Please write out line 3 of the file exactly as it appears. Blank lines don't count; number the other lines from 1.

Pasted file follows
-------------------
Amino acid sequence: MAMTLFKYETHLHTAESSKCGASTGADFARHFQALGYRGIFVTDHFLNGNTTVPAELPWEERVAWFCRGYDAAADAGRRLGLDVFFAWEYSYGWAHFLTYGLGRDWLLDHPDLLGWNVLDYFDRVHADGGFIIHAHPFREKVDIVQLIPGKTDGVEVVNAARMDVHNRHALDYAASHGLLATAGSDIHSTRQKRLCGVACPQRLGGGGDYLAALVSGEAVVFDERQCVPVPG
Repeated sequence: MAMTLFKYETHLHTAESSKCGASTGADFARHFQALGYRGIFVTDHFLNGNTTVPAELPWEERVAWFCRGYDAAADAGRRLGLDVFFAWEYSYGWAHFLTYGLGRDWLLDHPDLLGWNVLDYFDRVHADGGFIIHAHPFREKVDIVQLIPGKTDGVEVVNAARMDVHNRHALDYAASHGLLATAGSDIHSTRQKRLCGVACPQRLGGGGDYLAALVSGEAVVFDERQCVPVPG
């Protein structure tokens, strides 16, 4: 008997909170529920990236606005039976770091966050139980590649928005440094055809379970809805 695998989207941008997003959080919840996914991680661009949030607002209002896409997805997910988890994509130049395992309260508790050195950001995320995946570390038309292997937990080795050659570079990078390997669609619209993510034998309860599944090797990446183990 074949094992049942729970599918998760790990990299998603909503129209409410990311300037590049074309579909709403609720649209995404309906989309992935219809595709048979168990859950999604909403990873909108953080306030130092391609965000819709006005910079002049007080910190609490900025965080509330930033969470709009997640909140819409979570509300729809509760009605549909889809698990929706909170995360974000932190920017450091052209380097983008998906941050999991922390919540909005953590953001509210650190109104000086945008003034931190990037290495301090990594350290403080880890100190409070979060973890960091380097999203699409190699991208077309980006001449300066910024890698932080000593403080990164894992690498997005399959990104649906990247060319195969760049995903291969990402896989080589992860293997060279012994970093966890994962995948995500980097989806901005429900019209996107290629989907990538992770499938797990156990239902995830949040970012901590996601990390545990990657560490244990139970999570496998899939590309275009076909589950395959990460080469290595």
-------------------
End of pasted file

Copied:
């Protein structure tokens, strides 16, 4: 008997909170529920990236606005039976770091966050139980590649928005440094055809379970809805 695998989207941008997003959080919840996914991680661009949030607002209002896409997805997910988890994509130049395992309260508790050195950001995320995946570390038309292997937990080795050659570079990078390997669609619209993510034998309860599944090797990446183990 074949094992049942729970599918998760790990990299998603909503129209409410990311300037590049074309579909709403609720649209995404309906989309992935219809595709048979168990859950999604909403990873909108953080306030130092391609965000819709006005910079002049007080910190609490900025965080509330930033969470709009997640909140819409979570509300729809509760009605549909889809698990929706909170995360974000932190920017450091052209380097983008998906941050999991922390919540909005953590953001509210650190109104000086945008003034931190990037290495301090990594350290403080880890100190409070979060973890960091380097999203699409190699991208077309980006001449300066910024890698932080000593403080990164894992690498997005399959990104649906990247060319195969760049995903291969990402896989080589992860293997060279012994970093966890994962995948995500980097989806901005429900019209996107290629989907990538992770499938797990156990239902995830949040970012901590996601990390545990990657560490244990139970999570496998899939590309275009076909589950395959990460080469290595």